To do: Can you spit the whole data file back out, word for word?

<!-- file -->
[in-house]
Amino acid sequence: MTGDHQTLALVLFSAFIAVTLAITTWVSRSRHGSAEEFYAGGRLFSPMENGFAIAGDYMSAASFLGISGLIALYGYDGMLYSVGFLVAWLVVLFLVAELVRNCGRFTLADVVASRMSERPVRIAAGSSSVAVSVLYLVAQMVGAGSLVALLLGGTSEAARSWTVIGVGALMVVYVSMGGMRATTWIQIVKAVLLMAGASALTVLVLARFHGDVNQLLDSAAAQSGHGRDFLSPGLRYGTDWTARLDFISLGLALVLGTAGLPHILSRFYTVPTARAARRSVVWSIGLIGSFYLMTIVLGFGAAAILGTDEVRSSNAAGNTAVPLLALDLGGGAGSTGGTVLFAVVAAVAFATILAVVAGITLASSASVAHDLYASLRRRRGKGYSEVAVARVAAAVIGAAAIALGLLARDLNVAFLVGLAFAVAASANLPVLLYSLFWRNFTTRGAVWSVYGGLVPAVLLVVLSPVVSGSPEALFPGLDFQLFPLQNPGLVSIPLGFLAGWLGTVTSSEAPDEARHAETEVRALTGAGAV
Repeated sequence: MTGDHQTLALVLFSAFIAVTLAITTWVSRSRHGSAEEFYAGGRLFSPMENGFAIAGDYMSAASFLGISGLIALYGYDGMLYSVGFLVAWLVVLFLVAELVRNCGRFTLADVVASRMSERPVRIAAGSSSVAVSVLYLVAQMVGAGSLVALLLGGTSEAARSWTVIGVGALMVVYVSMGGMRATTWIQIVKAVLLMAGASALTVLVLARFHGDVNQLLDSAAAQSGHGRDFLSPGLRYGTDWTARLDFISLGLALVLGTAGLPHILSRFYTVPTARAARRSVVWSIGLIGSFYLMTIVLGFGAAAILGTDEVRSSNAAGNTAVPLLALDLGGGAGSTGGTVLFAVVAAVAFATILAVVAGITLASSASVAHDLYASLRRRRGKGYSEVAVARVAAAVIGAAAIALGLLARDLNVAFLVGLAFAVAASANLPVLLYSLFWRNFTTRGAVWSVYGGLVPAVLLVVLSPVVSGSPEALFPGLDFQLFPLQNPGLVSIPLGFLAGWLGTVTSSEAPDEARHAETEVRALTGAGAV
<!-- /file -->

[in-house]
Amino acid sequence: MTGDHQTLALVLFSAFIAVTLAITTWVSRSRHGSAEEFYAGGRLFSPMENGFAIAGDYMSAASFLGISGLIALYGYDGMLYSVGFLVAWLVVLFLVAELVRNCGRFTLADVVASRMSERPVRIAAGSSSVAVSVLYLVAQMVGAGSLVALLLGGTSEAARSWTVIGVGALMVVYVSMGGMRATTWIQIVKAVLLMAGASALTVLVLARFHGDVNQLLDSAAAQSGHGRDFLSPGLRYGTDWTARLDFISLGLALVLGTAGLPHILSRFYTVPTARAARRSVVWSIGLIGSFYLMTIVLGFGAAAILGTDEVRSSNAAGNTAVPLLALDLGGGAGSTGGTVLFAVVAAVAFATILAVVAGITLASSASVAHDLYASLRRRRGKGYSEVAVARVAAAVIGAAAIALGLLARDLNVAFLVGLAFAVAASANLPVLLYSLFWRNFTTRGAVWSVYGGLVPAVLLVVLSPVVSGSPEALFPGLDFQLFPLQNPGLVSIPLGFLAGWLGTVTSSEAPDEARHAETEVRALTGAGAV
Repeated sequence: MTGDHQTLALVLFSAFIAVTLAITTWVSRSRHGSAEEFYAGGRLFSPMENGFAIAGDYMSAASFLGISGLIALYGYDGMLYSVGFLVAWLVVLFLVAELVRNCGRFTLADVVASRMSERPVRIAAGSSSVAVSVLYLVAQMVGAGSLVALLLGGTSEAARSWTVIGVGALMVVYVSMGGMRATTWIQIVKAVLLMAGASALTVLVLARFHGDVNQLLDSAAAQSGHGRDFLSPGLRYGTDWTARLDFISLGLALVLGTAGLPHILSRFYTVPTARAARRSVVWSIGLIGSFYLMTIVLGFGAAAILGTDEVRSSNAAGNTAVPLLALDLGGGAGSTGGTVLFAVVAAVAFATILAVVAGITLASSASVAHDLYASLRRRRGKGYSEVAVARVAAAVIGAAAIALGLLARDLNVAFLVGLAFAVAASANLPVLLYSLFWRNFTTRGAVWSVYGGLVPAVLLVVLSPVVSGSPEALFPGLDFQLFPLQNPGLVSIPLGFLAGWLGTVTSSEAPDEARHAETEVRALTGAGAV